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Kim Jong Un News in North Korea

North Korea said Thursday that South Korea must stop trying to mediate between Pyongyang and Washington, as it stepped up its pressure on the United States to work out new proposals to salvage deadlocked nuclear diplomacy. The North Korean statement was an apparent continuation of its displeasure with Seoul and Washington over the stalled diplomacy. But there are no signs that North Korea would formally abandon talks anytime soon as an inter-Korean liaison office in North Korean remains operating and the North still talks about good relations between its leader Kim Jong Un and President Donald Trump. The statement came two days before Trump visits South Korea for a two-day trip. There have been no public meetings between the United States and North Korea since the breakdown of the second summit between Trump and Kim in Hanoi in February. Kim returned home empty-handed after Trump refused to provide him with badly needed sanctions relief in return for a limited denuclearization step. The summit’s collapse was a blow to South Korean President Moon Jae-in, a liberal who shuttled between Washington and Pyongyang to facilitate talks between the countries to help find a diplomatic settlement of the North Korean nuclear crisis. Talks of revival of diplomacy, however, has flared after Trump and Kim recently exchanged personal letters. Moon said earlier this week that U.S. and North Korean officials were holding “behind-the-scene talks” to try to set up a third summit between Trump and Kim. Moon also said talks between the two KoreasHere's the full story.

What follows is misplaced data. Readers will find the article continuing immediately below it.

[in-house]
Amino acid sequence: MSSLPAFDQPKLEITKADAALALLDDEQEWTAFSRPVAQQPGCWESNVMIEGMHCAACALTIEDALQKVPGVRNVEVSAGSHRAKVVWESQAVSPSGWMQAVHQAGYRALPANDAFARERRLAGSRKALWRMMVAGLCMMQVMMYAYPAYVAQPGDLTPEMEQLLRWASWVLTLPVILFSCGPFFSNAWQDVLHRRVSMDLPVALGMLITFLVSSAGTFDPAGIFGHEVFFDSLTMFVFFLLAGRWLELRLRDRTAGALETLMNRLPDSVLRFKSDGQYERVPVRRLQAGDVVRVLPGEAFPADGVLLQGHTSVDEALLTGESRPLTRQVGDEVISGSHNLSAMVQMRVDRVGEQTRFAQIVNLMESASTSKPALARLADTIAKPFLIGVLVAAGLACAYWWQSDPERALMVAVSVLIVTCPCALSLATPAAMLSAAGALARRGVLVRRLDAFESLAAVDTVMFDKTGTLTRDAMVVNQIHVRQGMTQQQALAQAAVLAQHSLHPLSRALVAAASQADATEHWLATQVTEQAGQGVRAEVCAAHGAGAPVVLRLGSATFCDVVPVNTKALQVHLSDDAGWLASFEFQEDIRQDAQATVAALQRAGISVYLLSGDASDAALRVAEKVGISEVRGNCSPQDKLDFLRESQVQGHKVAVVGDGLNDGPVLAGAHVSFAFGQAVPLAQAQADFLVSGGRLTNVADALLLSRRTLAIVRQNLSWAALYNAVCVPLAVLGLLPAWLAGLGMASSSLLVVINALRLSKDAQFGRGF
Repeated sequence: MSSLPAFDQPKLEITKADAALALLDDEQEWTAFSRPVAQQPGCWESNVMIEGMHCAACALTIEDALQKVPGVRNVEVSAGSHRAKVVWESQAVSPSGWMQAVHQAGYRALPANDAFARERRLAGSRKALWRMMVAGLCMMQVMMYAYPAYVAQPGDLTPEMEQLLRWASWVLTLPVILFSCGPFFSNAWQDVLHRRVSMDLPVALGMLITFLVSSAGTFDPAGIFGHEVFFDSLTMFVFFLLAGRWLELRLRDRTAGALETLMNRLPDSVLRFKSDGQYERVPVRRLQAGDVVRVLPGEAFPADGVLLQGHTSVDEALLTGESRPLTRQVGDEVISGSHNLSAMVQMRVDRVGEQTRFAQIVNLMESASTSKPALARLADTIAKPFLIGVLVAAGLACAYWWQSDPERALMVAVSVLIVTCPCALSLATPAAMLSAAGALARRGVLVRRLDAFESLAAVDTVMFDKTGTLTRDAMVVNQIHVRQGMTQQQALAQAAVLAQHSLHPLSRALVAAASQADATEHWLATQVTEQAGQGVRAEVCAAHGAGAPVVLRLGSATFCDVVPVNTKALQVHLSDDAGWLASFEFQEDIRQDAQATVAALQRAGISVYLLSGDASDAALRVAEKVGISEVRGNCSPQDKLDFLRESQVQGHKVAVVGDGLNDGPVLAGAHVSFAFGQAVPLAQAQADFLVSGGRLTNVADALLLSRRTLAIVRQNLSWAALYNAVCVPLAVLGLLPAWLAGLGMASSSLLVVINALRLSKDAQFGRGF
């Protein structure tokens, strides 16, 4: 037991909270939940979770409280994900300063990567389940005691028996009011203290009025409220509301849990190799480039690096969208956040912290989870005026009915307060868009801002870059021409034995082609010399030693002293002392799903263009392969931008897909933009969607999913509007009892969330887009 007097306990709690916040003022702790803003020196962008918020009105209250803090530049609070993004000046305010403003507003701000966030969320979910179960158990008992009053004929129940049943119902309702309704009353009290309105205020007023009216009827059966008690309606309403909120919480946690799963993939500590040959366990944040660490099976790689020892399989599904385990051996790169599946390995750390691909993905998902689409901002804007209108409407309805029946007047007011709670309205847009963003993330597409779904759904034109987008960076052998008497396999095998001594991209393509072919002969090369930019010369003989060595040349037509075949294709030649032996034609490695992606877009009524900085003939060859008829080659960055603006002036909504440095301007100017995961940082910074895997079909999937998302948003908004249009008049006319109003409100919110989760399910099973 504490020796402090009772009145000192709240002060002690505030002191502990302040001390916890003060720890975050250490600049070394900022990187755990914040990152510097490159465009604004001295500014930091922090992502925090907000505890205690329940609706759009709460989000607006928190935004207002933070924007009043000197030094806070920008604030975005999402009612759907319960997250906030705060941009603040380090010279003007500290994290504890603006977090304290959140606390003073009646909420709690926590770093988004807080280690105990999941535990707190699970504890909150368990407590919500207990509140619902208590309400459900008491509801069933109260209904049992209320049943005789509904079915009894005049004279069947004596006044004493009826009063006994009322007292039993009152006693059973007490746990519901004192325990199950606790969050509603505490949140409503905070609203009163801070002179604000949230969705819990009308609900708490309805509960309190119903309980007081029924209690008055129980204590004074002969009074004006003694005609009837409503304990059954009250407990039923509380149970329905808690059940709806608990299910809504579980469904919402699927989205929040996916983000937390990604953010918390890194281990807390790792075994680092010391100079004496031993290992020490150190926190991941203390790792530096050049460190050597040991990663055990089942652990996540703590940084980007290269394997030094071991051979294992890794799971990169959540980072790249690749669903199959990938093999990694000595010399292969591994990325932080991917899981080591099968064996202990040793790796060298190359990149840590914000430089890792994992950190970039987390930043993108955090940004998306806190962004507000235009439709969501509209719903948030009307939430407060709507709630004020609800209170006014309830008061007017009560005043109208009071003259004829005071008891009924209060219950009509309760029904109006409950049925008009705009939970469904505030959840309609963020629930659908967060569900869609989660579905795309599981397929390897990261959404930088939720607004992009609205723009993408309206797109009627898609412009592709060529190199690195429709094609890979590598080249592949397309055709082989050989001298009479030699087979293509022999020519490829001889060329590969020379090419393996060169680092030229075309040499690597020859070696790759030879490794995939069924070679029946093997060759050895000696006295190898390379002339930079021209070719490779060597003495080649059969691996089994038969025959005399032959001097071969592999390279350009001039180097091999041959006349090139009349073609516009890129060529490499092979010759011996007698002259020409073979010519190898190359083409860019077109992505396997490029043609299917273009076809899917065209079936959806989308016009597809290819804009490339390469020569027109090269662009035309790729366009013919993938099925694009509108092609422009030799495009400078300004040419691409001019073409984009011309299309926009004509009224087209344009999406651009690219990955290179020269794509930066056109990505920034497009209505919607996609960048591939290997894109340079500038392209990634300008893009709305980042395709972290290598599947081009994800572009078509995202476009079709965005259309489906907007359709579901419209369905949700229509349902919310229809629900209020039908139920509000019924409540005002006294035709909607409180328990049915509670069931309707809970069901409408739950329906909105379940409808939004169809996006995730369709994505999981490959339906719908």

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NATO Military Drill

NATO urged Russia on Tuesday to destroy a new missile before an August deadline and save a treaty that keeps land-based nuclear warheads out of Europe or face a more determined alliance response in the region. NATO defence ministers will discuss on Wednesday their next steps if Moscow keeps the missile system that the United States says would allow short-notice nuclear attacks on Europe and break the 1987 Intermediate-range Nuclear Forces Treaty (INF). “We call on Russia to take the responsible path, but we have seen no indication that Russia intends to do so,” Secretary-General Jens Stoltenberg told a news conference. “We will need to respond,” Stoltenberg said. He declined to go into more details. But diplomats said defence ministers will consider more flights over Europe by U.S. warplanes capable of carrying nuclear warheads, more military training and the repositioning U.S. sea-based missiles. The United States and its NATO allies want Russia to destroy its 9M729/SSC-8 nuclear-capable cruise missile system, which Moscow has so far refused to do. It denies any violations of the INF treaty, accusing Washington of seeking an arms race. Without a deal, the United States has said it will withdraw from the INF treaty on Aug. 2, removing constraints on its own ability to develop nuclear-capable, medium-range missiles. The dispute has deepened a fissure in East-West ties that severely deteriorated after Russia’s seizure of Crimea and its involvement in Syria. “ALL OPTIONS ON TABLE” Russia warned on Monday of a stand-off comparable to the 1962 CubanHere's the full story.